Walker rides for Organika Skateboards and Apparel, Thunder Trucks, Spitfire Wheels, Grizzly Griptape, eS Footwear, Bones Swiss, Remind Insoles, DaKine, and Diamond.

Peep the link below! – HK

 

http://theberrics.com/2up-2015-walker-ryan/

Interview

A Conversation with Daniel Lebron

Daniel Lebron 2

Daniel Lebron was recently in Los Angeles for 2 months working on a few projects. During this recent trip to the US, I got to watch him skate the West Los Angeles Courthouse (now a designated legal skate spot) for the first time in almost 15 years. I’ve always been a fan of Dani’s skateboarding, and used to watch and re-watch his L.A. County(2000) video part on VHS (check out Dani’s Time Capsule). He’s one of a select few pros who has proper frontside heels on flat both switch and regular, and a ridiculous repertoire of tricks that includes fakie flip fakie backside crooks on ledges. On his last day in Los Angeles, we got to have a conversation about his life in skateboarding thus far and his love for Flamenco guitar on the drive from Costa Mesa back to Huntington Beach, finishing off over some cheese and avocado on bread, pizza generously shared by his super friendly housemates, and a glass of Merlot. Dani’s huge spirit is only matched by his bigger heart. Thank you Dani for the inspiration, sharing your stories, your food and wine, and for showing all of us what a life lived with passion really means. See you in Barcelona soon brother! Mil gracias! – HK

What’s up Dani, thanks for doing this. Really psyched to hear more of your story. You were born and grew up in Alicante, Spain right? What is Alicante like? What’s the city know for?

Alicante is in the Southeastern part of Spain, it’s a small city and I lived in the suburbs. The main industry there is a cement factory. Most of Alicante’s residents want to work in the cement factory as it’s a good job there.

I understand you left school at an early age to start working. Did you work in the cement factory there?

I didn’t work in the cement factory, there aren’t many jobs there, as is true in most of Spain. I worked for my parents t-shirt printing business. I started working at 13 so that I could make my own money, so I could buy my own boards. When my parents business wasn’t doing so good and had to close down, I could use what I learned from the t-shirt business to work elsewhere, at all kinds of jobs. It was tough man, but it’s normal there for young people to leave school and start working early. I was happy I could make my own money to buy my own boards and shoes for skating. I really fell in love with skateboarding.

I know you moved to Madrid later, why did you move and did you meet the Fernandez brothers in Corona Square there?

Before I moved, I was working very hard and didn’t have much time to skate. So actually I moved to Madrid to skate. Yes, that also where I met Alfonso and Jesus Fernandez, skating Corona Square.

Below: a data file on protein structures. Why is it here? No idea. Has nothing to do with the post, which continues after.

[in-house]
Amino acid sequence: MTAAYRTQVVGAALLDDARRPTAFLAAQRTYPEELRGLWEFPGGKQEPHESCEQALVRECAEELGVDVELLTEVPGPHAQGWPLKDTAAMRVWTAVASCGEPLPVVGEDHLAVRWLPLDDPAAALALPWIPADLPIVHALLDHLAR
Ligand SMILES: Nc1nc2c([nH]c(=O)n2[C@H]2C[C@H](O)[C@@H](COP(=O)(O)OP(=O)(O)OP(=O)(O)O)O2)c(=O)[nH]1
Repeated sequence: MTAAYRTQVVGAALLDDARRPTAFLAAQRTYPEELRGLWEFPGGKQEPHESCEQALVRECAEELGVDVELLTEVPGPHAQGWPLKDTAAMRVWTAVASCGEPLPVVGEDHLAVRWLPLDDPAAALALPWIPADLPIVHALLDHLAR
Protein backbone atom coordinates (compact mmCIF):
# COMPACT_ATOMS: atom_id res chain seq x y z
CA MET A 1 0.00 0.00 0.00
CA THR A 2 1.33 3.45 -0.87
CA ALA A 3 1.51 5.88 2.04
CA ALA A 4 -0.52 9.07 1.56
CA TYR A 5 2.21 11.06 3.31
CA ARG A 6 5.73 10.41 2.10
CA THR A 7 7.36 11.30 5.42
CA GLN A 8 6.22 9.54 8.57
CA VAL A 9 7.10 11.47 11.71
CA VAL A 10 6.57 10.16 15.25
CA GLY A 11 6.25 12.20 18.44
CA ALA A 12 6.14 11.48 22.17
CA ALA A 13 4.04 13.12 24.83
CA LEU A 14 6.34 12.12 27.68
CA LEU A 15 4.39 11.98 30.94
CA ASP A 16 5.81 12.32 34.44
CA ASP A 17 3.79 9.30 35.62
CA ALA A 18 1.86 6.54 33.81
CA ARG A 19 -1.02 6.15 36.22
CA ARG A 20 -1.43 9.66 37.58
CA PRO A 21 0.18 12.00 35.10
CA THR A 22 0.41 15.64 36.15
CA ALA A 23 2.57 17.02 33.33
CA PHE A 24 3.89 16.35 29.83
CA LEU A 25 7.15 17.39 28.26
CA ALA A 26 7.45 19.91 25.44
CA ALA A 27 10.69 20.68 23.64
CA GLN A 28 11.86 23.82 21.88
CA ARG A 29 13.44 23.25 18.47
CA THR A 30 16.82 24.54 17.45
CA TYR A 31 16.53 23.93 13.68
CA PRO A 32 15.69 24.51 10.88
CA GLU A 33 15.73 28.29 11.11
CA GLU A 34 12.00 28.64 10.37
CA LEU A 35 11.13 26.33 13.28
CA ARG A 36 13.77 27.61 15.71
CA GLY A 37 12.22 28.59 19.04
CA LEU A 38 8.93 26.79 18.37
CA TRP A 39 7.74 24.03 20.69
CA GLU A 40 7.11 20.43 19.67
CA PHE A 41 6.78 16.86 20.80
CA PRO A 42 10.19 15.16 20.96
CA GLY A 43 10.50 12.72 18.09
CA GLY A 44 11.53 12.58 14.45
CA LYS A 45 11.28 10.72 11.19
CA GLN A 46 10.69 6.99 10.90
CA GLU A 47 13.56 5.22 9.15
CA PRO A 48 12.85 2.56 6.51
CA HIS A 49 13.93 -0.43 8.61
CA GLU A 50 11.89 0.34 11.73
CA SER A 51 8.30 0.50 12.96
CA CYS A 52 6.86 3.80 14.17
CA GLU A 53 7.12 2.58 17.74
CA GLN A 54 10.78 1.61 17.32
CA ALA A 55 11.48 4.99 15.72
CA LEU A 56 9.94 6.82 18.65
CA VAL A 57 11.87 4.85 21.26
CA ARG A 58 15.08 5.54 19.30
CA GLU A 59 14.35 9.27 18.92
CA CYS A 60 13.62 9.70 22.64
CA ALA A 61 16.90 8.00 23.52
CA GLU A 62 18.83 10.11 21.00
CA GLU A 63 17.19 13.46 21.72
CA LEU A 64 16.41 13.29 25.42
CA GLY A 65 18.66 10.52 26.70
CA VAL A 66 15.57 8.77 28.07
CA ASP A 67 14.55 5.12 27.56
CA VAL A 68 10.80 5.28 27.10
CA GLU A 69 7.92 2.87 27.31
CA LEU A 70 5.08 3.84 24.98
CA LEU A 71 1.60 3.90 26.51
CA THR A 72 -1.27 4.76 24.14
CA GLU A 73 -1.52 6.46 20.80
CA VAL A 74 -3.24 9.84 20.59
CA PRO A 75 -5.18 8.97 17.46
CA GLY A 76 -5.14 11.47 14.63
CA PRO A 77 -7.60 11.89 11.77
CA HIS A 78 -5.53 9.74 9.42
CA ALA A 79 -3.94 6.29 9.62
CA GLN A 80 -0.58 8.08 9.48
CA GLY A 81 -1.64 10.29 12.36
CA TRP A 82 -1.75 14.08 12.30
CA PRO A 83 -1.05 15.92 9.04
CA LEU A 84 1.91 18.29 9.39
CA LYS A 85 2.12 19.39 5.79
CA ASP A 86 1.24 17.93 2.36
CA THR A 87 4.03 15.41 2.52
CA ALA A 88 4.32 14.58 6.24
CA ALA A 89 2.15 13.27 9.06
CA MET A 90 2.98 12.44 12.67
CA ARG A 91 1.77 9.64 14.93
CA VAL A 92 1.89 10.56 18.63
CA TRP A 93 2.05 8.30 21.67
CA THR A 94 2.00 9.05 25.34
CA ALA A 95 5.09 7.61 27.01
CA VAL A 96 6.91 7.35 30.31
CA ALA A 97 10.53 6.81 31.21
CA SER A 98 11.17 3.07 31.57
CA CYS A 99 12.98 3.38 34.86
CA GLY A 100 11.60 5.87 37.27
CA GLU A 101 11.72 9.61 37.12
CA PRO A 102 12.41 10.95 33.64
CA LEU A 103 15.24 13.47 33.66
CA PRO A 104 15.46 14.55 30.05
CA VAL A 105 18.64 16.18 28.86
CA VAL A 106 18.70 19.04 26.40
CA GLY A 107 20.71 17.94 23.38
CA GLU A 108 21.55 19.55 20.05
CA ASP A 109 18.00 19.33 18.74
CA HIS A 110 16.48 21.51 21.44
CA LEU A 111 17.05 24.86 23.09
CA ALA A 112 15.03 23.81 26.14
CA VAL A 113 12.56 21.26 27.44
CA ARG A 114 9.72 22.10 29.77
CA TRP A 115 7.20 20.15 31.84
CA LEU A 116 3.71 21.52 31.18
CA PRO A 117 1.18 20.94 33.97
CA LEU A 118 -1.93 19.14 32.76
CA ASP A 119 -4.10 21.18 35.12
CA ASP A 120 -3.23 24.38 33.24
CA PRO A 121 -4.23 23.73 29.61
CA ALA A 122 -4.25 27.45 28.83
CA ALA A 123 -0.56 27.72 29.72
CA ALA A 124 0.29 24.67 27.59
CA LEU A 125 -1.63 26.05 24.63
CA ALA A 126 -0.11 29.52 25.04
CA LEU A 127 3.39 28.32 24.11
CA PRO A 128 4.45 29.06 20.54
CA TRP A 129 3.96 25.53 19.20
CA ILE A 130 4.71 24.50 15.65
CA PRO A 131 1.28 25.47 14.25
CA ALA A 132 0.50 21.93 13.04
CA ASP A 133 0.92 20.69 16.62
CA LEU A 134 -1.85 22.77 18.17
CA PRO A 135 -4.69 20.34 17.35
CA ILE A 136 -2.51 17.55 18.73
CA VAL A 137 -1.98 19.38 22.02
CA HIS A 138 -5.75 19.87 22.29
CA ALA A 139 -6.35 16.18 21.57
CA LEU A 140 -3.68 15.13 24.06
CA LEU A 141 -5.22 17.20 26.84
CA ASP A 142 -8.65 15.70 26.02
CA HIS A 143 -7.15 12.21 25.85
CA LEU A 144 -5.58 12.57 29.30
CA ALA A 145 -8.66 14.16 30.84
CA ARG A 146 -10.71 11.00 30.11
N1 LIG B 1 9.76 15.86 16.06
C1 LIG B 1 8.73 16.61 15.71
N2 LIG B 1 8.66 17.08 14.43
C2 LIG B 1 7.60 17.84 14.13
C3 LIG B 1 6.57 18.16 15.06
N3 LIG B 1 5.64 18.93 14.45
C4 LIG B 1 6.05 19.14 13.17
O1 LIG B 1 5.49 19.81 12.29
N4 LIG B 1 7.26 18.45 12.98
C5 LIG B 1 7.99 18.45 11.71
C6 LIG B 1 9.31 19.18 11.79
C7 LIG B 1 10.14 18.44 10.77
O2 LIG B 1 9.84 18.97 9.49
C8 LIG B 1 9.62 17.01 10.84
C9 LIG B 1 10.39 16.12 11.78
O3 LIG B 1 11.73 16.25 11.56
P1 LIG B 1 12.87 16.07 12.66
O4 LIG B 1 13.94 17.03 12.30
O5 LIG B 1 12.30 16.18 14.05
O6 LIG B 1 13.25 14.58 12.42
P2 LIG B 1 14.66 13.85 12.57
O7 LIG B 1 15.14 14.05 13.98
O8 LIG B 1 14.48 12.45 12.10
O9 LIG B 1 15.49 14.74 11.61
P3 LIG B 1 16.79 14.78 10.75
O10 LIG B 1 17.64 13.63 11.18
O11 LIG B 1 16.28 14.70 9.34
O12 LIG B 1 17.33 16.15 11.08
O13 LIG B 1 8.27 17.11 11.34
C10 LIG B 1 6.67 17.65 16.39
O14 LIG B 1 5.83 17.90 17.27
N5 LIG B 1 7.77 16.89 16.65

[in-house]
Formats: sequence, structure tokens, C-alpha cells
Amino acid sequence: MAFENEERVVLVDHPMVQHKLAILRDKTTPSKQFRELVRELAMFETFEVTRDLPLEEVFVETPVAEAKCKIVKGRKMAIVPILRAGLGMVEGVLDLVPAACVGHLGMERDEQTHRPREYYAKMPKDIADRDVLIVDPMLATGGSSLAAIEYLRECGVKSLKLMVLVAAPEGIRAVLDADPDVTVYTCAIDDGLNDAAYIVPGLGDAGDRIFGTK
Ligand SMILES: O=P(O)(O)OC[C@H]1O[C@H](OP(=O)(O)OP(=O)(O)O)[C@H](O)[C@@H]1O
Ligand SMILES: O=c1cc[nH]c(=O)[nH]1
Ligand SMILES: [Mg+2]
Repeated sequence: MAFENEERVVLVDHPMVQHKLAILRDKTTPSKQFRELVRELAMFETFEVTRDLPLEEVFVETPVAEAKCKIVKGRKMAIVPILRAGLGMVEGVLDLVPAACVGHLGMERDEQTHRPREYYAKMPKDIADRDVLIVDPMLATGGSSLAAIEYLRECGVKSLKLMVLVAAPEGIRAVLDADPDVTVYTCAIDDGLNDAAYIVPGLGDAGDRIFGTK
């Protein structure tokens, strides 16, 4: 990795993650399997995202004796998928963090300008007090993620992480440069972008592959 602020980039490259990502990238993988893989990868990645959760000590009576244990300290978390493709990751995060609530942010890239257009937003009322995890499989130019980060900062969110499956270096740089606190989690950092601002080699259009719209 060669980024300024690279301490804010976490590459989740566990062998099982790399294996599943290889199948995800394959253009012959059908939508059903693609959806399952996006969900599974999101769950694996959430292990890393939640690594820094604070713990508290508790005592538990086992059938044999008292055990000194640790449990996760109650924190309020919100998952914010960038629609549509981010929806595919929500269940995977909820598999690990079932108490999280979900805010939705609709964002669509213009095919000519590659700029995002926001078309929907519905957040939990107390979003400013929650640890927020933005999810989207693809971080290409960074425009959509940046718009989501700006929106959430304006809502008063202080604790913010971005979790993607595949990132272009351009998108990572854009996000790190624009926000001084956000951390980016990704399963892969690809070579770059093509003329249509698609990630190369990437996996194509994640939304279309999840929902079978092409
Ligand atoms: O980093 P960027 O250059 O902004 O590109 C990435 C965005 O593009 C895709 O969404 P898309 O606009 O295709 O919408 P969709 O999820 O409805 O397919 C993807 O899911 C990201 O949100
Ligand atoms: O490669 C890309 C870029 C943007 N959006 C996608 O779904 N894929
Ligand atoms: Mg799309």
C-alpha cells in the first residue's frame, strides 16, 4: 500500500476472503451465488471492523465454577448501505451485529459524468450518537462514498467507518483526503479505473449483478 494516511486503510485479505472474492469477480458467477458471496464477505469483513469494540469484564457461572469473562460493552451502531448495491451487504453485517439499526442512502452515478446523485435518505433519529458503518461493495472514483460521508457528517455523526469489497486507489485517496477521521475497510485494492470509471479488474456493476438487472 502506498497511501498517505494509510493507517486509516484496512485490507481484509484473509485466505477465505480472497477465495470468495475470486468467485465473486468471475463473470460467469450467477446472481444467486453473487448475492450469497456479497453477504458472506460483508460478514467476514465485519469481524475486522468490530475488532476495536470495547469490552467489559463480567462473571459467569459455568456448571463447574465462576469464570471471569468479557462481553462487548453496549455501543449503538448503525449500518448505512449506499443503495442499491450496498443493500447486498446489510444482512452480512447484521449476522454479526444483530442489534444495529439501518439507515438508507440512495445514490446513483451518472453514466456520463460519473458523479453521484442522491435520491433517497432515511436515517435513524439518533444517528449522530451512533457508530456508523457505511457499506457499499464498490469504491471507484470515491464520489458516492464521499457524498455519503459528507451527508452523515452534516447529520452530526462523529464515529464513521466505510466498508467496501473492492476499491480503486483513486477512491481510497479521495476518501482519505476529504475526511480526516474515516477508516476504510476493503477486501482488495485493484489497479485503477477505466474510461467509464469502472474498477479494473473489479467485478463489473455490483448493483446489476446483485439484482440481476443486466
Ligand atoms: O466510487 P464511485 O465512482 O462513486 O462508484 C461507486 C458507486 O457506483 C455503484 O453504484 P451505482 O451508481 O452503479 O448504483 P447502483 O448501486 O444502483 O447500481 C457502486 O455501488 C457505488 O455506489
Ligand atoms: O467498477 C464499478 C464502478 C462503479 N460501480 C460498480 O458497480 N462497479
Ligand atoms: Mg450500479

And you decided to go to the States then to pursue the dream? Did you go to San Francisco as well as Los Angeles?

What happened is Alfonso was saving money to go to the States and we talked about it, and I was lucky I won a Vans contest in Spain and the prize was a ticket to the US. So I was really lucky as I wasn’t saving money like Alfonso for a plane ticket. So my first trip to the US was for 3 months, and Alfonso was also in the States with me. I went to SF for a month, San Diego for a month, and LA for about a month.

This was the same time J.B. Gillet came over to the States too right? And what about Jesus Fernandez?

Yes J.B. was here at the same time as our first trip. Our next trip back to the states was with Jesus as well, the three of us, Alfonso, Jesus and me.

To me, your L.A. County part was super influential, I still remember the orange VHS box cover. A lot of people might not also know you had a part in Neighborhood’s LaLa Land video from 1998. You turned pro for Neighborhood too right?

Thank you man. I turned pro for Julio De la Cruz’s Neighborhood Skateboards and had quite a number of pro models with Neighborhood. Actually, I was also the last pro on Neighborhood when everyone else had left. I stayed with the company to the end.

Daniel in Neighborhood’s “La La Land” (1998).

Daniel in “LA County” (2000).

You also rode for Stamina Clothing right?

Yes, I did ride for Stamina Clothing and Tracker Trucks. Back then, they were all one big company.

Daniel with a superfast backtail at the West L.A. Courthouse.

IMG_9825

Where did you usually skate back when you were living in LA? Courthouse or USC?

I skated Courthouse a little bit back then but I skated the USC ledges a lot more, because it was close to where we were living, and you don’t need a car to get there.